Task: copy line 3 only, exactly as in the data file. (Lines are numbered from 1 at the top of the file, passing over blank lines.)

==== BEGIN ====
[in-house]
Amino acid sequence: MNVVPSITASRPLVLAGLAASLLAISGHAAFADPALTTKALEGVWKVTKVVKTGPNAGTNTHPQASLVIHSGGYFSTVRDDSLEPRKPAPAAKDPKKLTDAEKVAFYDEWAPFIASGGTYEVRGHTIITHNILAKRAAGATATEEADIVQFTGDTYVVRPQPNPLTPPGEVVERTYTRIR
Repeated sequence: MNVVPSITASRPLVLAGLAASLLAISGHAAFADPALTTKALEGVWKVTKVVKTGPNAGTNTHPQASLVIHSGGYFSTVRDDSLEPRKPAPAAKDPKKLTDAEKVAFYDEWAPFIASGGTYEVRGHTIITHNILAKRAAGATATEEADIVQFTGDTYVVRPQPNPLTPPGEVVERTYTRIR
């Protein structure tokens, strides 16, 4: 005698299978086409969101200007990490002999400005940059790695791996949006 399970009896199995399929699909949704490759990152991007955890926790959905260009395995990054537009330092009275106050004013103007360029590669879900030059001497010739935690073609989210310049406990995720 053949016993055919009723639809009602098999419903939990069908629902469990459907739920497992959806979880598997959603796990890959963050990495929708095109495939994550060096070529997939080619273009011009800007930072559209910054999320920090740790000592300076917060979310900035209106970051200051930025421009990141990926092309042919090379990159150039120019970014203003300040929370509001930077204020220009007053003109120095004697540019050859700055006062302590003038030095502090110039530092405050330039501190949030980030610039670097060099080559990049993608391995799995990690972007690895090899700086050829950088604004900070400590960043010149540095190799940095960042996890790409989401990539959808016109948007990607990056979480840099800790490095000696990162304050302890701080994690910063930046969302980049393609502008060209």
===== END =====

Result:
Repeated sequence: MNVVPSITASRPLVLAGLAASLLAISGHAAFADPALTTKALEGVWKVTKVVKTGPNAGTNTHPQASLVIHSGGYFSTVRDDSLEPRKPAPAAKDPKKLTDAEKVAFYDEWAPFIASGGTYEVRGHTIITHNILAKRAAGATATEEADIVQFTGDTYVVRPQPNPLTPPGEVVERTYTRIR